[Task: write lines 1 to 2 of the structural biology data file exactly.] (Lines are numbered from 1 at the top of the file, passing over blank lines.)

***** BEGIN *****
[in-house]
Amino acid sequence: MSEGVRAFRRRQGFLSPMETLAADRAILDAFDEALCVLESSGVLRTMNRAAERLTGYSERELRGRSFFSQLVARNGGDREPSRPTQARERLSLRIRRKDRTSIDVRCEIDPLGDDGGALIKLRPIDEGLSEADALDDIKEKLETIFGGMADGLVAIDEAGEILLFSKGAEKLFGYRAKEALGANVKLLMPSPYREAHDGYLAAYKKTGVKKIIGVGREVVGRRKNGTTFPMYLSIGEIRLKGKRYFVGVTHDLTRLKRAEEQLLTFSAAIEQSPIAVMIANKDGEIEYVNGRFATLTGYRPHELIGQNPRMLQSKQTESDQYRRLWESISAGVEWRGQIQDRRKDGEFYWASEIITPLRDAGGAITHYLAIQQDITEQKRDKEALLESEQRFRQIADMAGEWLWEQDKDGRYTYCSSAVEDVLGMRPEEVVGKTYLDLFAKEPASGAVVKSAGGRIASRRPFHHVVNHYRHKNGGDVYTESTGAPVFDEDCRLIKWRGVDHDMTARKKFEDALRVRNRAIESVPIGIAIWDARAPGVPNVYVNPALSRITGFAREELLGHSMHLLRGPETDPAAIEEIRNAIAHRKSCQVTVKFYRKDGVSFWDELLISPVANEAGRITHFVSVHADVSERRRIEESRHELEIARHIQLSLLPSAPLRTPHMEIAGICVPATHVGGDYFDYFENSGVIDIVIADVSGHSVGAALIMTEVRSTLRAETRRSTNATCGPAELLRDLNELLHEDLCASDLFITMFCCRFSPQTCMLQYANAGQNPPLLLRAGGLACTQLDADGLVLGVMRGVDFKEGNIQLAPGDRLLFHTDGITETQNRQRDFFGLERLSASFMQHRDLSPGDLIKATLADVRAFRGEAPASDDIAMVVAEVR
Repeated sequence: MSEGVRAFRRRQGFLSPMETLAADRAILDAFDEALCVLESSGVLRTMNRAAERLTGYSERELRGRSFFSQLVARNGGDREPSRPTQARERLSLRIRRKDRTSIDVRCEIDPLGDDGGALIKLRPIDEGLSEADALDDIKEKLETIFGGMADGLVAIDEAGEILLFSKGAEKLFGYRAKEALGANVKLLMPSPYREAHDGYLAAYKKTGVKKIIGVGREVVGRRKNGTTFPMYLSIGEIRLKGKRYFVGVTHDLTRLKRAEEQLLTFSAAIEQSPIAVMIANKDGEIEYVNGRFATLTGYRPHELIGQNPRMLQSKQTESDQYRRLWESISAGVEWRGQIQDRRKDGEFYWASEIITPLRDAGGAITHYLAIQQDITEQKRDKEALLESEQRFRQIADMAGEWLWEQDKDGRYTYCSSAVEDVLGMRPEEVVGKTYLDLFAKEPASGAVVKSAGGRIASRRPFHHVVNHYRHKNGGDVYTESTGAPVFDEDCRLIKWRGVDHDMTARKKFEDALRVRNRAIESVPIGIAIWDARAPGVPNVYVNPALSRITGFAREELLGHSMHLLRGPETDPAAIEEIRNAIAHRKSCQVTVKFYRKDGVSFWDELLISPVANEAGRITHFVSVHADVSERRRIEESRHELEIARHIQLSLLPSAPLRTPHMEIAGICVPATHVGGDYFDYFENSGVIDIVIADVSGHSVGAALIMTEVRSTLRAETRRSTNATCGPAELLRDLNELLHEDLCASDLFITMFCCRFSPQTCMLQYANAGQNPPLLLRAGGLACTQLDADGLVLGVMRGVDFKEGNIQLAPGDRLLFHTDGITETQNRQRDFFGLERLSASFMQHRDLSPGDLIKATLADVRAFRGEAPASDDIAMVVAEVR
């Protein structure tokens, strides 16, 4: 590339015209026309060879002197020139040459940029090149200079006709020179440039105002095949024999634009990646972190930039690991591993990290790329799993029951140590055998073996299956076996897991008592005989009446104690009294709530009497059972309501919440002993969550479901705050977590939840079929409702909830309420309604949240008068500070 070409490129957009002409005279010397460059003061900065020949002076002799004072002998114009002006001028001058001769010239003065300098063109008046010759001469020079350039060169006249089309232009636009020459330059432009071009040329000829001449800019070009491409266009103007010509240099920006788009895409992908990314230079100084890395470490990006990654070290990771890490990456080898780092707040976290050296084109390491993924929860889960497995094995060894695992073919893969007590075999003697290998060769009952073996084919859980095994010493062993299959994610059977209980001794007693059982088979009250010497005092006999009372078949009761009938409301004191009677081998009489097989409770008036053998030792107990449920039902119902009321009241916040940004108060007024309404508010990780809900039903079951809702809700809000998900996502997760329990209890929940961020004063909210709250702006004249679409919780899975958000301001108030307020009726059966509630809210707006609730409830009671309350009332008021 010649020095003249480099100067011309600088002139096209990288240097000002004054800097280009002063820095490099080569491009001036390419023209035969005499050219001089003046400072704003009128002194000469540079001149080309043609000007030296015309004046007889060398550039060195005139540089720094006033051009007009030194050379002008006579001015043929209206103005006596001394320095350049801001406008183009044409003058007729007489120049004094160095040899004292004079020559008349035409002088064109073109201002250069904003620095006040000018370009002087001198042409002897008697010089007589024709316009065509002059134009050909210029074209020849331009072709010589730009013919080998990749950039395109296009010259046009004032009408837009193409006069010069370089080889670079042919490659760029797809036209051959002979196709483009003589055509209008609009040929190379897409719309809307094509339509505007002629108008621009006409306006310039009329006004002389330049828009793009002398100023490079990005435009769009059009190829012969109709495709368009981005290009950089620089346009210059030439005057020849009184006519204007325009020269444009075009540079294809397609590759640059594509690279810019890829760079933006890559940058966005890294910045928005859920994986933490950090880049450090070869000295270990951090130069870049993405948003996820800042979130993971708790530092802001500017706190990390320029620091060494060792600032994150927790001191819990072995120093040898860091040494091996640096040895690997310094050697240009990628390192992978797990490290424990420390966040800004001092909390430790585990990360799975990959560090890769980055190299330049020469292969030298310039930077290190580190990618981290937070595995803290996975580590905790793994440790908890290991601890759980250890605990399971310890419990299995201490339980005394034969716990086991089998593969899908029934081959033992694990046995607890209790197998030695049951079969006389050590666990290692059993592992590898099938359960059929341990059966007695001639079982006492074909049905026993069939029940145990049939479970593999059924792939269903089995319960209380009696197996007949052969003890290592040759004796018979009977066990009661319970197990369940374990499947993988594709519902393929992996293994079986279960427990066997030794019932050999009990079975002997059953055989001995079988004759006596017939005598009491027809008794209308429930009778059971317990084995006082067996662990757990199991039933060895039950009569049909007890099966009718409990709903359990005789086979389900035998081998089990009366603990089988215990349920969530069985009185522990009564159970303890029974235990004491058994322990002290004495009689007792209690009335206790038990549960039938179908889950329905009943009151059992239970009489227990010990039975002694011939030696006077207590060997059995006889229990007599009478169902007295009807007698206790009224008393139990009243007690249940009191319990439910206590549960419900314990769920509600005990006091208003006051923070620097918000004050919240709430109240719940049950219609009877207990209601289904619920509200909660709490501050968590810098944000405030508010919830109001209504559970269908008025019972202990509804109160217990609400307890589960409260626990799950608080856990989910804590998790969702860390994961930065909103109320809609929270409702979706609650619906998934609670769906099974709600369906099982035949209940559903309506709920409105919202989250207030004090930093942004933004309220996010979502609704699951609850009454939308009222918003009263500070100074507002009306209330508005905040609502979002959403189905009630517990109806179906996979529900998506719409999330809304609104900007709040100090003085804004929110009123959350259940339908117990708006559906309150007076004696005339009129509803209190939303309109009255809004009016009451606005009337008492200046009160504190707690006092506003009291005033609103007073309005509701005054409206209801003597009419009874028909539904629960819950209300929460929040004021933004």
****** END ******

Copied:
[in-house]
Amino acid sequence: MSEGVRAFRRRQGFLSPMETLAADRAILDAFDEALCVLESSGVLRTMNRAAERLTGYSERELRGRSFFSQLVARNGGDREPSRPTQARERLSLRIRRKDRTSIDVRCEIDPLGDDGGALIKLRPIDEGLSEADALDDIKEKLETIFGGMADGLVAIDEAGEILLFSKGAEKLFGYRAKEALGANVKLLMPSPYREAHDGYLAAYKKTGVKKIIGVGREVVGRRKNGTTFPMYLSIGEIRLKGKRYFVGVTHDLTRLKRAEEQLLTFSAAIEQSPIAVMIANKDGEIEYVNGRFATLTGYRPHELIGQNPRMLQSKQTESDQYRRLWESISAGVEWRGQIQDRRKDGEFYWASEIITPLRDAGGAITHYLAIQQDITEQKRDKEALLESEQRFRQIADMAGEWLWEQDKDGRYTYCSSAVEDVLGMRPEEVVGKTYLDLFAKEPASGAVVKSAGGRIASRRPFHHVVNHYRHKNGGDVYTESTGAPVFDEDCRLIKWRGVDHDMTARKKFEDALRVRNRAIESVPIGIAIWDARAPGVPNVYVNPALSRITGFAREELLGHSMHLLRGPETDPAAIEEIRNAIAHRKSCQVTVKFYRKDGVSFWDELLISPVANEAGRITHFVSVHADVSERRRIEESRHELEIARHIQLSLLPSAPLRTPHMEIAGICVPATHVGGDYFDYFENSGVIDIVIADVSGHSVGAALIMTEVRSTLRAETRRSTNATCGPAELLRDLNELLHEDLCASDLFITMFCCRFSPQTCMLQYANAGQNPPLLLRAGGLACTQLDADGLVLGVMRGVDFKEGNIQLAPGDRLLFHTDGITETQNRQRDFFGLERLSASFMQHRDLSPGDLIKATLADVRAFRGEAPASDDIAMVVAEVR